Published on 11/20/09

Farm breaks new ground to help disabled Georgia farmers

By Brad Haire

Farmers with physical disabilities are often a little too self-reliant to ask for help or don't know where to find it. But help is out there. Soon, they’ll have an entire farm dedicated to equipment and training especially designed to help them farm more comfortably.

The groundbreaking for the AgrAbility Farm took place Nov. 18 at the UGA College of Agricultural and Environmental Sciences campus in Tifton, Ga.

Once complete, it will be open to the public and available for school groups to visit and for health care and rehabilitation professionals to attend trainings targeted to help disabled agricultural workers. The farm will be virtually available for people to see and interact with on-line, too.

“The goal for this farm is for it to become a place where farmers with disabilities can come, scheduled or unscheduled, to try equipment or tools that may be of interest to them or that they may not even know about to improve their ability to farm,” said Glen Rains, Georgia’s AgrAbility director.

“It will be unlike any other facility of its kind. From a lift that can aid someone in a wheelchair to get in the tractor, to hand controls that can operate an all-terrain vehicle, there will be a wide variety of displays for people to see,” said Becky Brightwell, AgrAbility program manager in Georgia.

Farming is a dangerous occupation. According to the Department of Labor, in Georgia, it is estimated that as many as 35,000 individuals living in an agricultural household have a disability.

AgrAbility is a national, free program funded by the U.S. Department of Agriculture. It is charged to promote independence for members of the agricultural community who have disabilities. In Georgia, UGA Cooperative Extension and the Institute on Human Development and Disability in the UGA College of Family and Consumer Sciences jointly manage the program.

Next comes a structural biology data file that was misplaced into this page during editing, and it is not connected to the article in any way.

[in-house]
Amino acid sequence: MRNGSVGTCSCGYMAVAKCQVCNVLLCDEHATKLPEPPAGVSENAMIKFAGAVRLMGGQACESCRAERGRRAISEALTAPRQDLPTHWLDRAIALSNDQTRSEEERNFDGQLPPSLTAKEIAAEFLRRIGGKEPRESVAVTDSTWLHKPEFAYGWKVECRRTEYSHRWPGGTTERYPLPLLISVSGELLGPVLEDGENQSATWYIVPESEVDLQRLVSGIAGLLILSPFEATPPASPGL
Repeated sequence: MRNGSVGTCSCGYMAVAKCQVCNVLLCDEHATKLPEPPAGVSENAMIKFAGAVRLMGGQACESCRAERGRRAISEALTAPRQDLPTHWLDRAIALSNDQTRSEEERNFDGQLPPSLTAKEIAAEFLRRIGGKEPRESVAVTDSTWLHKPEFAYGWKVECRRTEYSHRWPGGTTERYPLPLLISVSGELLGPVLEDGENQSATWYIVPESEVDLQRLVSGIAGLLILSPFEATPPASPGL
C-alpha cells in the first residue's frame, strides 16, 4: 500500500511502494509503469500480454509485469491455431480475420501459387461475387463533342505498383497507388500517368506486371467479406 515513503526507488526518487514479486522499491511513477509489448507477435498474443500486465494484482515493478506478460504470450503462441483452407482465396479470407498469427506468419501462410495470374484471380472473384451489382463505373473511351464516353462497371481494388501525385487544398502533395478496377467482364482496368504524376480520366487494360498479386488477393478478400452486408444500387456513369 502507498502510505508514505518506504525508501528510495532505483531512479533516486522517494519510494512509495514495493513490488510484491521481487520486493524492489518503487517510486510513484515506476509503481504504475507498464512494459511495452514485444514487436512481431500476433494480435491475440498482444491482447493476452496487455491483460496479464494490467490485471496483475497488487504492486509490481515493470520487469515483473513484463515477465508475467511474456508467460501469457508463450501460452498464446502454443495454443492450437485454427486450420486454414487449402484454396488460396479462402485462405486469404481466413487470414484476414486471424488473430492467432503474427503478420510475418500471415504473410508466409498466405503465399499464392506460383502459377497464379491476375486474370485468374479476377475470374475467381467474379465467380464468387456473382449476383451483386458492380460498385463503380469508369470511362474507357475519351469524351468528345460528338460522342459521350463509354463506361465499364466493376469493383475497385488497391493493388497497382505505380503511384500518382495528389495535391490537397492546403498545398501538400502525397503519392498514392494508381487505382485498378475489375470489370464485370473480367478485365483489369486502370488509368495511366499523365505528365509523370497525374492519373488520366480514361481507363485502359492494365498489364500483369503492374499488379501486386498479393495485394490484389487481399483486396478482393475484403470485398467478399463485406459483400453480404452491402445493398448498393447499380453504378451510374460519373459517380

"We'd like for farming to stay a vocation for people as much as possible," Rains said. "This program is one way of keeping farmers farming who don't want to be rehabilitated into another job. We want to help them do it."

The program is a service that can link someone in Georgia to a chain of Cooperative Extension educators, disability experts, rural living professionals and volunteers across the state and the country, he said.

Anyone who works or wants to work in agriculture and has a physical, cognitive or illness-related disability is eligible. This includes many things like amputations, arthritis, cancer, heart problems, diabetes or mental illness.

To learn more about AgrAbility and the farm, visit the Web site

Brad Haire is the former news editor with the University of Georgia College of Agricultural and Environmental Sciences.

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